Friday, 5 February 2016

Piglets!

My name is Ethan and am going to be writing about the twelve piglets that were born on our school farm last month. So where do I begin?

We keep three different breeds of pig on our farm, we have three Kune Kune's - these are originally from New Zealand and they are a very friendly, good-natured pig and we keep these for teaching with. We also keep two types rare breed pig, Tamworths (the ginger ones) and Large Blacks. Back in September, we put one of our gilts (the females that haven't had piglets before) in with our Tamworth boar to try and get her pregnant.

Fast forward to the beginning of January and I came down to the farm on the Sunday evening to feed the animals with the other volunteers and everything was all good, there were no signs or no piglets. The next morning, when we were feeding the animals before school we still hadn't seen any piglets but later in the morning, Shannon, our farm apprentice, made the discovery. I was in lessons, so I wasn't the first down there (but I wish I had been) but I saw Mr Fearon walking down the corridor (you can't really miss him!) he was in a rush to his next lesson as he was teaching! When he walked past he had a big grin on his face and he went we have 12! "12 what?"

I rushed straight down to the farm at break so that I could see the piglets! Mr Fearon was right, we had twelve piglets and we think that they had been born late on the Sunday afternoon. They were really active and the sow was a being a really good first-time mum. It's quite unusual for a first litter to be so big, so we weren't that surprised when we had to make the decision to take the three smallest piglets away from the sow to give them a bit of extra milk. It is always a tough decision to take a young animal away from it's mother and Mr Fearon explained to us that we would just take them out to give them a boost with extra milk to make them a bit more competitive with their larger siblings and then reintroduce them with the rest of the piglets.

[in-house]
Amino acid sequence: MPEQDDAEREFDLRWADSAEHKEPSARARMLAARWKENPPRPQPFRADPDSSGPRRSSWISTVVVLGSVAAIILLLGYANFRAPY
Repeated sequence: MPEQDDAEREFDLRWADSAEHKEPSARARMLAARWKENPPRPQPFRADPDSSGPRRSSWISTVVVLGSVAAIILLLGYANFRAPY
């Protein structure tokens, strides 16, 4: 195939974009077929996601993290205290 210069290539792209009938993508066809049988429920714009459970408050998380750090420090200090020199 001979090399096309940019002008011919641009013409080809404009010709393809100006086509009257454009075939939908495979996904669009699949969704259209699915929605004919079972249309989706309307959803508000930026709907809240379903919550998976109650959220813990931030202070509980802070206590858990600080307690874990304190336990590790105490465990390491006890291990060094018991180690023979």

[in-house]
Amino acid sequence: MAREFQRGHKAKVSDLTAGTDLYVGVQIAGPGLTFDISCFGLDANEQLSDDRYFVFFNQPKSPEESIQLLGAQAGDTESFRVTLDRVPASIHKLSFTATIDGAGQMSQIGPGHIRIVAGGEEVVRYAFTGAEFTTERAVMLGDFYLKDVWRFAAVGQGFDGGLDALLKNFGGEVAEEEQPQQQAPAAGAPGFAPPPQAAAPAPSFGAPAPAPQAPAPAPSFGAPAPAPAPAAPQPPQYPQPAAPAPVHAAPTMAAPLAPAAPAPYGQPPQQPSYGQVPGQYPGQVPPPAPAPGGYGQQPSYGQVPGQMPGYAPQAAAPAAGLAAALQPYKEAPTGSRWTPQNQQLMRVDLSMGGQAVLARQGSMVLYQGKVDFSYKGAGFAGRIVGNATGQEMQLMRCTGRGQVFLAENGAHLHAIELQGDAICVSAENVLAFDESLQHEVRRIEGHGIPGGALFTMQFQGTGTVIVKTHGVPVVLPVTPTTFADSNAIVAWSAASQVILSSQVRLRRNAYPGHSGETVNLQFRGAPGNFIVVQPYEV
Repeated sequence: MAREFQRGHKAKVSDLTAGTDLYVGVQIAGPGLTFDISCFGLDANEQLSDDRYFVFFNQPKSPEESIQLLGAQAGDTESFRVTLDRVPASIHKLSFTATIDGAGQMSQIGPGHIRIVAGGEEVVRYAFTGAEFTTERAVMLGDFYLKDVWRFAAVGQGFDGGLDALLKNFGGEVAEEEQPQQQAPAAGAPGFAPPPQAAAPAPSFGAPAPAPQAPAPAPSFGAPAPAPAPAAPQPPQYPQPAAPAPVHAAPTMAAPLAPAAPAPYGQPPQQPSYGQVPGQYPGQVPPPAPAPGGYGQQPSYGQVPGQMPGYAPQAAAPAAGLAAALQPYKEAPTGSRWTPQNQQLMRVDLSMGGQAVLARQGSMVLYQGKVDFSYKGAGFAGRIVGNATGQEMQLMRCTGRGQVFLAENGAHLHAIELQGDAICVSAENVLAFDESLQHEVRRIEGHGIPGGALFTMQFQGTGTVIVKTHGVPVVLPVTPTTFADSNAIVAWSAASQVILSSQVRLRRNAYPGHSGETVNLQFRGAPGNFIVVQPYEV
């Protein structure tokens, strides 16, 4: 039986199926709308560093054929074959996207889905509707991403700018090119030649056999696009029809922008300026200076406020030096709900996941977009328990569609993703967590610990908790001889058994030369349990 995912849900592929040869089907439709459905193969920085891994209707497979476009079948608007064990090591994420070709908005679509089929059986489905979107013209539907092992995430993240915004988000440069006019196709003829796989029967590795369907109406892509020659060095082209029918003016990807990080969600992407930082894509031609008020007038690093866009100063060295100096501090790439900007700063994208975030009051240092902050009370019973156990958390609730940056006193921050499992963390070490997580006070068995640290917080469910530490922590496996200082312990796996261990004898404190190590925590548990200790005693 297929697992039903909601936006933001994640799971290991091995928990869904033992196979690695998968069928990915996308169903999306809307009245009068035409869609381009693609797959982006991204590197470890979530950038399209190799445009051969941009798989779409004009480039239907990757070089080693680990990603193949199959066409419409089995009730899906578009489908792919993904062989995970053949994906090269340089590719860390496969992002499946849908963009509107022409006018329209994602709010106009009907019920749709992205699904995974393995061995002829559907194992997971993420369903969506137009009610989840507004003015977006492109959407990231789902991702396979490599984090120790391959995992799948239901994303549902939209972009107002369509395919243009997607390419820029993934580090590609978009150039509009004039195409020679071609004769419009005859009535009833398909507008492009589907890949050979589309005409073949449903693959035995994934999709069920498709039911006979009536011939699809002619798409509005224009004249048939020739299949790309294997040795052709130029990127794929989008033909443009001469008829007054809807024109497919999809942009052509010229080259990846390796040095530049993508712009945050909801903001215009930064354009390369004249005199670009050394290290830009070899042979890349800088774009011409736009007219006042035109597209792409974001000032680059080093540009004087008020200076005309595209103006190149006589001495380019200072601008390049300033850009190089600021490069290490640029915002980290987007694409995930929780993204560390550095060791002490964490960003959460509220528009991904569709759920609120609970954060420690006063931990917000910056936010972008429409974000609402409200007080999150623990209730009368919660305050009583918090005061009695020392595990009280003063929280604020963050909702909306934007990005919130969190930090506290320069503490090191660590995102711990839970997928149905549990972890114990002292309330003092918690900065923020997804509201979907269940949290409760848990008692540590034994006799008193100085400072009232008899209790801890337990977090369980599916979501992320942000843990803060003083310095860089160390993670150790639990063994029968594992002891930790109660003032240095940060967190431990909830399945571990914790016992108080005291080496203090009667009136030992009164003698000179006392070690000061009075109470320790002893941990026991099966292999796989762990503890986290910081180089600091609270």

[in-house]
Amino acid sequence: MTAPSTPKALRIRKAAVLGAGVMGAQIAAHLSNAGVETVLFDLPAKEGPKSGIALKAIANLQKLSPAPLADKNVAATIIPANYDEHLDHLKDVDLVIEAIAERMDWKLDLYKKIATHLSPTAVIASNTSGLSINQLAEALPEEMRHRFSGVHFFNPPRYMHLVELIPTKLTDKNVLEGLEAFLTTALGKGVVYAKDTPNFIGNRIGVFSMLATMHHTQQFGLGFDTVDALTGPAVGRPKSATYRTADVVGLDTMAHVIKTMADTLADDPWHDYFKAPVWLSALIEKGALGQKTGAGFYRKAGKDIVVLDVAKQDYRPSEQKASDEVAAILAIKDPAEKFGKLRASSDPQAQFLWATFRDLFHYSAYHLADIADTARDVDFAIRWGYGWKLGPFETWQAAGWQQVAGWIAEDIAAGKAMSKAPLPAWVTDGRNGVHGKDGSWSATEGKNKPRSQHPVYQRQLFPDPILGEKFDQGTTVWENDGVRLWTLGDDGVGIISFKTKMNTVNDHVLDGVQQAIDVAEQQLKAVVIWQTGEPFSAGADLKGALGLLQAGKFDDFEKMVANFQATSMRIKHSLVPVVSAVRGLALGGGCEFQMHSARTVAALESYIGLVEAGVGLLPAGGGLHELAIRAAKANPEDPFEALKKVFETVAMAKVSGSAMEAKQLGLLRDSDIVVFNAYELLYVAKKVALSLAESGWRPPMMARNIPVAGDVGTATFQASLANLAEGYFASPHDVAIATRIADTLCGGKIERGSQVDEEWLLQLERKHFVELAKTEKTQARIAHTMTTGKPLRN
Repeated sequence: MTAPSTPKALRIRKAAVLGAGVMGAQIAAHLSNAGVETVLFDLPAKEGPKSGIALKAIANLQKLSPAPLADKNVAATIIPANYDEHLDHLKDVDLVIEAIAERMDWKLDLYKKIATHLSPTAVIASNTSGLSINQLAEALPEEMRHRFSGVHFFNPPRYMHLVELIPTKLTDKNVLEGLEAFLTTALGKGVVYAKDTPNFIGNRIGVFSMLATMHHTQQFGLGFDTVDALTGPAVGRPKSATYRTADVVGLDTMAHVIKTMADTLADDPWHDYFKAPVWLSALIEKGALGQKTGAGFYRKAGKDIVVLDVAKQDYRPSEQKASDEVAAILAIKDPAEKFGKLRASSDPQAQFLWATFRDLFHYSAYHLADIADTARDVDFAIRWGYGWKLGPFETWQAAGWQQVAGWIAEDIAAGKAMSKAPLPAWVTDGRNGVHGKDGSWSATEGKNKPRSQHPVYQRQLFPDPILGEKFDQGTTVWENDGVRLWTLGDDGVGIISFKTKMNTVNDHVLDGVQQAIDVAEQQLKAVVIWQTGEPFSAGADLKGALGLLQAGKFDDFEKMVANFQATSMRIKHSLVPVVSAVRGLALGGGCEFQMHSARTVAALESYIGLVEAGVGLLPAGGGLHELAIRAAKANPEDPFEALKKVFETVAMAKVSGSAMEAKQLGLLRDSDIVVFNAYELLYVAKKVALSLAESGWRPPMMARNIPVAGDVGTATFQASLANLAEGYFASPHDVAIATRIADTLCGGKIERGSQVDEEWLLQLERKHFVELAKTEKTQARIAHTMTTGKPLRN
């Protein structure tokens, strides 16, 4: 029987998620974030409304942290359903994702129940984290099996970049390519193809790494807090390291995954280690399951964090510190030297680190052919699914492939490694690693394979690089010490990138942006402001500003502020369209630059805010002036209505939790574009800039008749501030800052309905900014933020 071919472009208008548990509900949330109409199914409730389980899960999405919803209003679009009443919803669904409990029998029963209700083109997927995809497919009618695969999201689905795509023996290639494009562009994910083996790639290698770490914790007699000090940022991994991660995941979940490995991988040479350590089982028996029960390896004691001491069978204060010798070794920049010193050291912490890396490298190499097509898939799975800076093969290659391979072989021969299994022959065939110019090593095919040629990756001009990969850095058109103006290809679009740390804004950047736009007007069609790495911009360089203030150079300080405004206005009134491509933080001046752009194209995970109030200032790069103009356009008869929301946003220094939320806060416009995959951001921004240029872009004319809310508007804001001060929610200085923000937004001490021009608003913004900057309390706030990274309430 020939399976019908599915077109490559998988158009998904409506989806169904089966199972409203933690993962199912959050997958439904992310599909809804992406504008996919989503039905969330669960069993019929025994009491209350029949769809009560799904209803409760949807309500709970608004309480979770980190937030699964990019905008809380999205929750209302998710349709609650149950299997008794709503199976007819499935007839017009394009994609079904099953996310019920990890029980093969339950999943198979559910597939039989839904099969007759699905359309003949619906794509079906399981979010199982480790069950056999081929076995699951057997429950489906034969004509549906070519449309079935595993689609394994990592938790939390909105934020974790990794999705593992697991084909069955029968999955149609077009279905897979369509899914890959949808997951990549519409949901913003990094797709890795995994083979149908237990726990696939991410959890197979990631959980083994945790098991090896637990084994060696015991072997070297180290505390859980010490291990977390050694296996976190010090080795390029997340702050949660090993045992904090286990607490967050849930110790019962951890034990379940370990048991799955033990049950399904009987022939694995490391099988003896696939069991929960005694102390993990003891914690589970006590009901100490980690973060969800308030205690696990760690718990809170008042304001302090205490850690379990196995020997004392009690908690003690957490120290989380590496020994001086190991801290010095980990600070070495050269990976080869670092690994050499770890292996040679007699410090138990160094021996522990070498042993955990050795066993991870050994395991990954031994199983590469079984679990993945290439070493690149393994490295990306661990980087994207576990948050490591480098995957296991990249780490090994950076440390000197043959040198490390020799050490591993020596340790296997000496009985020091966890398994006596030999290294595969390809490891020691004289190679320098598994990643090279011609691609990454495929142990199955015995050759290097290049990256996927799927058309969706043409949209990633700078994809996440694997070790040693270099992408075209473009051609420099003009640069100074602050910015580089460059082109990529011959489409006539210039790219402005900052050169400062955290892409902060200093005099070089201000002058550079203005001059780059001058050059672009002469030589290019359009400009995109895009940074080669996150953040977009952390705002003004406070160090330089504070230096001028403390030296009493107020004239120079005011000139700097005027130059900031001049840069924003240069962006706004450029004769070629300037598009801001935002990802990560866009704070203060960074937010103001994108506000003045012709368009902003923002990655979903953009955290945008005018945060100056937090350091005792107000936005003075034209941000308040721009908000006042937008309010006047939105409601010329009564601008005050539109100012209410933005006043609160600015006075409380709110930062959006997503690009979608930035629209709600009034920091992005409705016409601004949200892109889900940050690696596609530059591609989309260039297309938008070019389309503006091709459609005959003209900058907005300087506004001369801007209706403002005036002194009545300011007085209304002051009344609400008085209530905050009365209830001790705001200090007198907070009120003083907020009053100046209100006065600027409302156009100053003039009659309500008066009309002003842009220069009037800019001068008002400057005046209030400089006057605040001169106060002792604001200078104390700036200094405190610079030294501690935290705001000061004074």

The piglets drinking their milk

The two 'pet' pigs being kept separately

The news of the piglets spread quite quickly and by the end of the day, we had photographers from the Liverpool Echo and the Wirral Globe coming to see the pigs and take some photo's and video of us. Mr Fearon had to give interviews over the phone to the reporters to tell them about what we do on the farm and the reason that we have pigs - we keep them for meat purposes.

By the end of the week, we had managed to get one of the three pigs back in with the sow and other piglets, but the other two were getting bullied off the milk, so we've kept them separate and bottle feed them during the day, when all of the piglets are weaned, they will be reunited.

Me and one of the piglets!

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